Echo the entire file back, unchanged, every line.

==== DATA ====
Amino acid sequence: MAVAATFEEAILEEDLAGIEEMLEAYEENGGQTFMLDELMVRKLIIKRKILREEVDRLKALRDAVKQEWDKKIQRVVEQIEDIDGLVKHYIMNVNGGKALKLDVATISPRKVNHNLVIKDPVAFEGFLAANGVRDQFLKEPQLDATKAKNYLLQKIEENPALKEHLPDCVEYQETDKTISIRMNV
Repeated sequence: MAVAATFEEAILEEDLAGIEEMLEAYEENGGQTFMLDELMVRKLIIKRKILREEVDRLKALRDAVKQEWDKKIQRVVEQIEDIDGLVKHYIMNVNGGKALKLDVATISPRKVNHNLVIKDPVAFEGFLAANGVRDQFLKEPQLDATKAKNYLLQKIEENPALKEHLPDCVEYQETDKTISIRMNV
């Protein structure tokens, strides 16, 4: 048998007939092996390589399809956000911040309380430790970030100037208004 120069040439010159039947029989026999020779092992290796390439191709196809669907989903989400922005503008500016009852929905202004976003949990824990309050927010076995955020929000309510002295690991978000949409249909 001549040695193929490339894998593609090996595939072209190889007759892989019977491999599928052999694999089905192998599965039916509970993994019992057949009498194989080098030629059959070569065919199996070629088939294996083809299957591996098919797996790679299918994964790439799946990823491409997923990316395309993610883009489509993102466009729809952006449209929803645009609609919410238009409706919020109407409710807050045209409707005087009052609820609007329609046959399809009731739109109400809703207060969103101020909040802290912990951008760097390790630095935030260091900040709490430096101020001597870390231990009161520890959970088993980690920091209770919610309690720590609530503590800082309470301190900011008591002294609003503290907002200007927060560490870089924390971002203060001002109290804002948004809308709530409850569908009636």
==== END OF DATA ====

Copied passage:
Amino acid sequence: MAVAATFEEAILEEDLAGIEEMLEAYEENGGQTFMLDELMVRKLIIKRKILREEVDRLKALRDAVKQEWDKKIQRVVEQIEDIDGLVKHYIMNVNGGKALKLDVATISPRKVNHNLVIKDPVAFEGFLAANGVRDQFLKEPQLDATKAKNYLLQKIEENPALKEHLPDCVEYQETDKTISIRMNV
Repeated sequence: MAVAATFEEAILEEDLAGIEEMLEAYEENGGQTFMLDELMVRKLIIKRKILREEVDRLKALRDAVKQEWDKKIQRVVEQIEDIDGLVKHYIMNVNGGKALKLDVATISPRKVNHNLVIKDPVAFEGFLAANGVRDQFLKEPQLDATKAKNYLLQKIEENPALKEHLPDCVEYQETDKTISIRMNV
């Protein structure tokens, strides 16, 4: 048998007939092996390589399809956000911040309380430790970030100037208004 120069040439010159039947029989026999020779092992290796390439191709196809669907989903989400922005503008500016009852929905202004976003949990824990309050927010076995955020929000309510002295690991978000949409249909 001549040695193929490339894998593609090996595939072209190889007759892989019977491999599928052999694999089905192998599965039916509970993994019992057949009498194989080098030629059959070569065919199996070629088939294996083809299957591996098919797996790679299918994964790439799946990823491409997923990316395309993610883009489509993102466009729809952006449209929803645009609609919410238009409706919020109407409710807050045209409707005087009052609820609007329609046959399809009731739109109400809703207060969103101020909040802290912990951008760097390790630095935030260091900040709490430096101020001597870390231990009161520890959970088993980690920091209770919610309690720590609530503590800082309470301190900011008591002294609003503290907002200007927060560490870089924390971002203060001002109290804002948004809308709530409850569908009636």